Glensheen Welcomes Royalty
My name is Jaron, and I’ve been the Student Marketing Assistant at Glensheen for over a year now. More often than not, I am called the Glensheen Utility Knife. Because when someone needs an extra pair of hands they send me. My view here at Glensheen is unique as I work with events, tour guides, and office staff on a frequent basis. I also double as one of our butlers and can often be spotted delivering brochures and posters around the twin ports. I’m a student, double majoring in Linguistics and Computer Science. It is a part time passion to incorporate both into my daily life at Glensheen. Today, my role as the Utility Knife got me involved in some part time bee keeping…
Arrival of the Queens
With summer kicking off at Glensheen, we welcomed royalty into our midst! Two Queen Bees and their near thousand attendants each arrived at Glensheen coming all the way from California!
Despite the glamorous and well-loved life of a queen bee, their introduction to their subjects was rather dramatic. Stored in the bee cage shown above, the Queen and roughly 1,500 worker bees were placed together with a sugar water feeder for transportation to Glensheen. However the Queen wasn’t Queen yet.
A smaller “royal” suite within the bee cage protected the Queen while her new subjects adjusted to her scent. During the trip the bees quickly become addicted to their Queen’s scent, ensuring their loyalty. They are so addicted that if you carry their Queen’s cage with you her bees will follow you!
On the day of their arrival our head gardener Emily Ford, and her bee-mentor, John Otis, helped the bees through the process of hiving. Set with new, spacious hives, a pollen patty, and a sugar water drip to jump start the colony, the bees were left to settle into their new home.
The Bees’ First Week
As the marketing assistant, I quickly volunteered for a chance to take photos of the hive during the first week check in. Gearing up with Emily, a soon-to-bee master beekeeper, we opened up the hives to check on progress. To our delight, we found that both hives are doing well! And to my relief, we have some of the friendliest bees around.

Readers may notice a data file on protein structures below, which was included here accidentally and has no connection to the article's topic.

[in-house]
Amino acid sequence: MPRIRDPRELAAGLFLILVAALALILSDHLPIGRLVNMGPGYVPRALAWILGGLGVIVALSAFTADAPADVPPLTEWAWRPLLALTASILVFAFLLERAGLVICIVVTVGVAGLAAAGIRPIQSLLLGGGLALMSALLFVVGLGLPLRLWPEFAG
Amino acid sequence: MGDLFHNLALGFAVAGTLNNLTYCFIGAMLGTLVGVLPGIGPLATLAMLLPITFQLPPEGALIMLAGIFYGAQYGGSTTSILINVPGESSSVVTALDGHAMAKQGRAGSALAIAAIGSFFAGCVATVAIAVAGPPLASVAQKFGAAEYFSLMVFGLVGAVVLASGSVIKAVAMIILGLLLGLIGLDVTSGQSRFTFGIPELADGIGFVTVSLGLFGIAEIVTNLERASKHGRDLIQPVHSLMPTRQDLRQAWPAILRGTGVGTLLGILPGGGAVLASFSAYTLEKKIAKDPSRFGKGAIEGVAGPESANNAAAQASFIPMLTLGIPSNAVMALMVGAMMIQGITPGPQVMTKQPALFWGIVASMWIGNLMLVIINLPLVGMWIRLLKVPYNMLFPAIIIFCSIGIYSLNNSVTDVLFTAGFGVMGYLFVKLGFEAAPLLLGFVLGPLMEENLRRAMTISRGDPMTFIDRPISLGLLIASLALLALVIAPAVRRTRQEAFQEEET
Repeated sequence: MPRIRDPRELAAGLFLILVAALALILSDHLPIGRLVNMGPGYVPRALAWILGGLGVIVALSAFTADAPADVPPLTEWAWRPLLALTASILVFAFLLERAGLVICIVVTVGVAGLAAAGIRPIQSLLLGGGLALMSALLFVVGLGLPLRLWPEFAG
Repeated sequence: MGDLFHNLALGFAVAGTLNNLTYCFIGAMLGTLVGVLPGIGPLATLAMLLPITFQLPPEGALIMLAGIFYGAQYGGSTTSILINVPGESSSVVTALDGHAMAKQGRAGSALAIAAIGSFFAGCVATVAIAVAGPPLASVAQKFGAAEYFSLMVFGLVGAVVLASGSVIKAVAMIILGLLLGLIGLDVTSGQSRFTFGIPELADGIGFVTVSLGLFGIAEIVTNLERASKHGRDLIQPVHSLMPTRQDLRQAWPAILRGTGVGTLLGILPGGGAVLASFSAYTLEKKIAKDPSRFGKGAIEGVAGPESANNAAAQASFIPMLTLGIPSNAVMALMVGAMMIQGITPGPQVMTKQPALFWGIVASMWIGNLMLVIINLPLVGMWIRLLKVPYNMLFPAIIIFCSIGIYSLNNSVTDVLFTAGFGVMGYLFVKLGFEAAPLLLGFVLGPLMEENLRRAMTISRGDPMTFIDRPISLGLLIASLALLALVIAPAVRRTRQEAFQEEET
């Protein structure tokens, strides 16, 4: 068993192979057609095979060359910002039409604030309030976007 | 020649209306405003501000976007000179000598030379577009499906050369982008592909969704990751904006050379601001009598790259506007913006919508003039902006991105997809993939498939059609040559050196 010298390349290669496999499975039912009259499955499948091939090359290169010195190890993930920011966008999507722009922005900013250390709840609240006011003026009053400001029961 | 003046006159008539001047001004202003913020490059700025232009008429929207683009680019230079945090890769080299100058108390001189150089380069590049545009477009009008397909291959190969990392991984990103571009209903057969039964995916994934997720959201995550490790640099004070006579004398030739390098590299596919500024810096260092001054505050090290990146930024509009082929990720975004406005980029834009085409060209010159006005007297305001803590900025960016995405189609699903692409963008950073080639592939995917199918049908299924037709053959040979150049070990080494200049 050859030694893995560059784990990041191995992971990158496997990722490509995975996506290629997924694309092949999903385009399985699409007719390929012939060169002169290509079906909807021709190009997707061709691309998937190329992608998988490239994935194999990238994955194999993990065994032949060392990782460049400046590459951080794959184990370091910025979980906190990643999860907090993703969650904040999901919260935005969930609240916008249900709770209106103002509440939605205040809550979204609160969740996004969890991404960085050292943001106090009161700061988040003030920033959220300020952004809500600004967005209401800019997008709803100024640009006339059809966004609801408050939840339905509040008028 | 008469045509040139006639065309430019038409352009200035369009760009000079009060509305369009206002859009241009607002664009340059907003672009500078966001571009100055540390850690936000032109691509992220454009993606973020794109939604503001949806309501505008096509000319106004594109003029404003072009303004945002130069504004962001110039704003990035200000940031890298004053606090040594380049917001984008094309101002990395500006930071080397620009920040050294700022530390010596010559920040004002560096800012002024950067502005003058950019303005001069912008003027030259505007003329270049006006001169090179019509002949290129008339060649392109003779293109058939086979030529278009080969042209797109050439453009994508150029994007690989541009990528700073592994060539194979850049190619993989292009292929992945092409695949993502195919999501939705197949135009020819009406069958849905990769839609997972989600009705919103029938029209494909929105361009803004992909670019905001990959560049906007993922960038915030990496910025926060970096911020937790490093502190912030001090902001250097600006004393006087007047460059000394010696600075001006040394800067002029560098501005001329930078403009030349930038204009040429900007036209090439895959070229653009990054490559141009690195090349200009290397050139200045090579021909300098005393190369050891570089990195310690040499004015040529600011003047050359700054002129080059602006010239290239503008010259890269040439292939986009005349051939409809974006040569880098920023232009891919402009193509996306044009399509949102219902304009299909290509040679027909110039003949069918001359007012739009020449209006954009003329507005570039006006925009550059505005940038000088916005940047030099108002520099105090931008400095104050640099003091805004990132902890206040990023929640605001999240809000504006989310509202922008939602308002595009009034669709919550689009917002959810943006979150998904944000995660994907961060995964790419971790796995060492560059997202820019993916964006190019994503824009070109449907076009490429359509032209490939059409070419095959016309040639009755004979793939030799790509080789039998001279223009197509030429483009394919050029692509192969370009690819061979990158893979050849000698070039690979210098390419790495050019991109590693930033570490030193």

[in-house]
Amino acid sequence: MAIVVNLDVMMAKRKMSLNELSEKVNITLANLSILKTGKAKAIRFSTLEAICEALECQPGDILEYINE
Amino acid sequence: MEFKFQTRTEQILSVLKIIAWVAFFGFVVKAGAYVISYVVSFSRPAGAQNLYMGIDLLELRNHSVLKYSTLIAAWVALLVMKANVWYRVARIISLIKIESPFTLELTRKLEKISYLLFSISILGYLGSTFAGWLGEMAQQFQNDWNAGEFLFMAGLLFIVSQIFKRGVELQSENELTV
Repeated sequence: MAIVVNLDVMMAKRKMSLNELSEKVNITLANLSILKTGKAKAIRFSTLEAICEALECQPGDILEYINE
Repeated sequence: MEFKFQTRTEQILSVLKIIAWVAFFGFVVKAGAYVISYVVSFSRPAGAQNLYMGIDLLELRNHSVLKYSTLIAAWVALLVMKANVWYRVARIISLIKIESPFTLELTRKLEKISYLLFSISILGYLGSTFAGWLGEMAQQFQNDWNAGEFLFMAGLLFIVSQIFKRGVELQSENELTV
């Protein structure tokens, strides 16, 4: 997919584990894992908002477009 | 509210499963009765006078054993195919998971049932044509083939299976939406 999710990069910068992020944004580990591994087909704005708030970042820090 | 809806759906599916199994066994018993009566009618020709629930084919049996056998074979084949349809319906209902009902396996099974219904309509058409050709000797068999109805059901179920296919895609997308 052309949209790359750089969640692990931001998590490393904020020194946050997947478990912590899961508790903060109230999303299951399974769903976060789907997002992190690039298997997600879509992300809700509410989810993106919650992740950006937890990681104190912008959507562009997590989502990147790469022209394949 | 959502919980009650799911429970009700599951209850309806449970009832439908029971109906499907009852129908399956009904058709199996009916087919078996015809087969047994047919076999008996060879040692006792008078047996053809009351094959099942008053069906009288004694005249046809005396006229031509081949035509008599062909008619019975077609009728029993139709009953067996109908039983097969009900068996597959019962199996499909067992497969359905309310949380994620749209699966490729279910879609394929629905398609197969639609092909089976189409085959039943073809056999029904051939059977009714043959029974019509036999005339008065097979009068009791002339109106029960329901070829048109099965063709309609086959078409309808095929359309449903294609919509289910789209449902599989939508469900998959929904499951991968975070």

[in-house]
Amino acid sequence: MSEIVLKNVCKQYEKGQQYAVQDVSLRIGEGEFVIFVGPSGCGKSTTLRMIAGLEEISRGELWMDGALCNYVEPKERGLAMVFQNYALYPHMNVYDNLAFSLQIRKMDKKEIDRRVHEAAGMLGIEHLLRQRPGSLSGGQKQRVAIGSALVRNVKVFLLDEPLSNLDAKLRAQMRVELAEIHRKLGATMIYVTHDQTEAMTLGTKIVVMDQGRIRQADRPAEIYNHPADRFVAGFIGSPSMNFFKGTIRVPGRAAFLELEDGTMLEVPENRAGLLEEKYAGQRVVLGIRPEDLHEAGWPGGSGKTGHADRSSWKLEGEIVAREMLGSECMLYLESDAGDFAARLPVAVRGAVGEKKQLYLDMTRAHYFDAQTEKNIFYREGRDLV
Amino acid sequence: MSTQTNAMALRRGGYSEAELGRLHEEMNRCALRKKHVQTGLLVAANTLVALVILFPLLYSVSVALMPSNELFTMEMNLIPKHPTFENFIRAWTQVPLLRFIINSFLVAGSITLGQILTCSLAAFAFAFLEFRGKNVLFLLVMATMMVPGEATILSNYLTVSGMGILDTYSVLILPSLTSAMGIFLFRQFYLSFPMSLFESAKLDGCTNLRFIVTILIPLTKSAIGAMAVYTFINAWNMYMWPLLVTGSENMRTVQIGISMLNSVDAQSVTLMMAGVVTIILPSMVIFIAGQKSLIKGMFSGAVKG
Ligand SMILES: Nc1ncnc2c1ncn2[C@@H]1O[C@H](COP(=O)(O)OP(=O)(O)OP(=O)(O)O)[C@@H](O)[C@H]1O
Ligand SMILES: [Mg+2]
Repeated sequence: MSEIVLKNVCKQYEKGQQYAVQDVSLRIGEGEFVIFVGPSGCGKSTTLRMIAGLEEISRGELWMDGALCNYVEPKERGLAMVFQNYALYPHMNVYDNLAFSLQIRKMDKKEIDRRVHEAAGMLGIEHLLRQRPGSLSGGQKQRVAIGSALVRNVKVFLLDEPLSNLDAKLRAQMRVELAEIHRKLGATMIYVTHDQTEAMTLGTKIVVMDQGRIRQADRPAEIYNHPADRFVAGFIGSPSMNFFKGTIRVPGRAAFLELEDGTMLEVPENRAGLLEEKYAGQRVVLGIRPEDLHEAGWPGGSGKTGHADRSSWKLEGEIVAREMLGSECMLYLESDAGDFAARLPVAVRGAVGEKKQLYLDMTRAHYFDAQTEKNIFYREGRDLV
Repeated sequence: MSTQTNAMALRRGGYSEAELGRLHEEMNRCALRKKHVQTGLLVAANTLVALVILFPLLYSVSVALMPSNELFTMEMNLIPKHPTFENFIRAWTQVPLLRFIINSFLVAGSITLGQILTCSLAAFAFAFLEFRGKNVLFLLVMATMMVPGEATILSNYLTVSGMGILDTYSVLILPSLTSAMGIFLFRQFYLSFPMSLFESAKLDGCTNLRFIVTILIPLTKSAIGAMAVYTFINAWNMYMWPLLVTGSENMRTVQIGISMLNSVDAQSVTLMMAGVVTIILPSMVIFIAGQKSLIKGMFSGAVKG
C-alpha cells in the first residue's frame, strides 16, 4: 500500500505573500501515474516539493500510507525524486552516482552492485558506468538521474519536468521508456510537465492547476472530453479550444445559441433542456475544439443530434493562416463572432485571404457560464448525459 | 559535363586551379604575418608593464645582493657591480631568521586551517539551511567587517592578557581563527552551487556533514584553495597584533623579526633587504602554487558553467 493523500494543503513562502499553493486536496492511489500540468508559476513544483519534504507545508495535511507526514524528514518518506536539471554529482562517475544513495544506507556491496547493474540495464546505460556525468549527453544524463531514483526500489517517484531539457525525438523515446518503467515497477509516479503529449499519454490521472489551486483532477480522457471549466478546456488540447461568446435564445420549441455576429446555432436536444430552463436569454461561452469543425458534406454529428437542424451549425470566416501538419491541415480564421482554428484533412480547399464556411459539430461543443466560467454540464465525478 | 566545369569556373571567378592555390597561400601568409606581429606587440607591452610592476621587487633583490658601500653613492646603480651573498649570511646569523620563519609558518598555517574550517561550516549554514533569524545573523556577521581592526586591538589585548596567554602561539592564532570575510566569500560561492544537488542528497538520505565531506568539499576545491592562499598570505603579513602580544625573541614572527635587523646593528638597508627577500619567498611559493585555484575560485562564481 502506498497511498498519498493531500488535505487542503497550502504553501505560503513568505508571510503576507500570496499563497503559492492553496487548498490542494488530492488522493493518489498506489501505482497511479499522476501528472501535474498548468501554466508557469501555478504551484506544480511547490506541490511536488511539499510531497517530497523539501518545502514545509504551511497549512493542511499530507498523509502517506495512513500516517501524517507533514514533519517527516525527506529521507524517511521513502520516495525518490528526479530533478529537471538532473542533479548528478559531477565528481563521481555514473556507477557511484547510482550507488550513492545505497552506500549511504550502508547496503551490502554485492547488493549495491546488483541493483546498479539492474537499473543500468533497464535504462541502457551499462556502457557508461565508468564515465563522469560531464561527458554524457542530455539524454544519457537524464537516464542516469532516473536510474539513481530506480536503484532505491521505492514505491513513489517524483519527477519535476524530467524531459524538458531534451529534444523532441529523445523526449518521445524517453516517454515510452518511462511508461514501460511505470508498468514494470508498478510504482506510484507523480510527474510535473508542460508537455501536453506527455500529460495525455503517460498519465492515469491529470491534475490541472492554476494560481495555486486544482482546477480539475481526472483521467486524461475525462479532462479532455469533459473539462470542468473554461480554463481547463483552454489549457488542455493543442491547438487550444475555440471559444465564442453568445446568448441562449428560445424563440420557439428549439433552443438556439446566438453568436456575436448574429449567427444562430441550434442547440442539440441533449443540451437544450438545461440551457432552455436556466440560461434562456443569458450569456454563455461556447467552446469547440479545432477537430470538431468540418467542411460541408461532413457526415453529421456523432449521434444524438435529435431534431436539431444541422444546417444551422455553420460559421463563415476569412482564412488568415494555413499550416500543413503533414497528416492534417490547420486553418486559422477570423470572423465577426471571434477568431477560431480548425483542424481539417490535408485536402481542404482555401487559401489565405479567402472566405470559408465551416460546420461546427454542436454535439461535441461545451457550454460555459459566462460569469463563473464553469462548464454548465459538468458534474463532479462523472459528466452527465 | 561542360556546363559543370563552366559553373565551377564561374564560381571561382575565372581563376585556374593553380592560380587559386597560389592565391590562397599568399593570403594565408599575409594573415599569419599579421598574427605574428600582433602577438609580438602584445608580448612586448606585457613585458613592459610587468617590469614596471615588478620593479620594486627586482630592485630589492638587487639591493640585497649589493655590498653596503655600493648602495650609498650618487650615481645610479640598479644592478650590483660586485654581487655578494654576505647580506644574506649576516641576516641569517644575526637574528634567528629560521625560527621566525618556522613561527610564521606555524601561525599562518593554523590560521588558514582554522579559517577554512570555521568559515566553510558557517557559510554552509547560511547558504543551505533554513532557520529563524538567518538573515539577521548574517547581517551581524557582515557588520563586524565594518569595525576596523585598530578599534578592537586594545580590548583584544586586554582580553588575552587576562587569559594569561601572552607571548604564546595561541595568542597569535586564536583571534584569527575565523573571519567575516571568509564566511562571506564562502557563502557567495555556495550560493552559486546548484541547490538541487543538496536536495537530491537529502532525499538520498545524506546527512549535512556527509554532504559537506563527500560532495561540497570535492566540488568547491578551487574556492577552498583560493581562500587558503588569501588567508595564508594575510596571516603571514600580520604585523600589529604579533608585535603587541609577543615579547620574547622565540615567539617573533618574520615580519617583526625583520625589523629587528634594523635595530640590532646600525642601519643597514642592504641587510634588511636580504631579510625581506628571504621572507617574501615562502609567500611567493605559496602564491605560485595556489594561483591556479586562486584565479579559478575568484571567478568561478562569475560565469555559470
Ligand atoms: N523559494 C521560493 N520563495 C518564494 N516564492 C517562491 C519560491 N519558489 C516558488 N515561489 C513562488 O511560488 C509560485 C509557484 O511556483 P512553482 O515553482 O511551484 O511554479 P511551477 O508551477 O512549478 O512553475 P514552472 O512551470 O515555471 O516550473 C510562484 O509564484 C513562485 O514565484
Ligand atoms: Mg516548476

As expected, we found all the good signs. Each hive had nearly 4–5 frames filling up with comb. When nearly eight frames have been filled, the hive will be expanded to include another level with ten more frames. Eventually the lower portion, called the deep hive, will house the queen and her brood while upper sections called supplements can be harvested for sweet, sweet honey.
During the process we kept an eye out for the Queens, but this advanced version of Where’s Waldo was beyond us. However, we know the queens are doing well because we found larva and eggs! Soon our hives will be bustling with bees born and raised at Glensheen!
An Estate fit for Royalty
Bees, as we all know, are the pollinating champions of the world. At Glensheen we have dozens upon dozens of flowers for our bees to forage from, but the bees will forage for food in a roughly 2 mile radius! So neighbors remember our bees are friends, not foes!
Like all creatures, bees need water, and surprisingly more than you’d think. Luckily Glensheen has three fresh water sources for the bees to drink from with Bent Brook, Tischer Creek, and Lake Superior all on the estate. If you want to see the beehives, head towards the formal gardens and tucked in a corner by the hedges are the beehives. One would think the often relentless wind coming off the lake would be an issue, but the garden hedges block it almost entirely.
Our bees are in great hands! Our head gardener, Emily Ford, took the University of Minnesota Bee Lab’s Beekeeping in Northern Climates to prepare for our new arrivals. The U of M’s Bee Lab is one of the best in the nation. In addition, John Otis, Glensheen’s bee-mentor, has already been a huge help. Lastly, a big thanks to Kelly Beekeeping and Miller Manufacturing for donating our beehives! Stay tuned for more updates on our bees!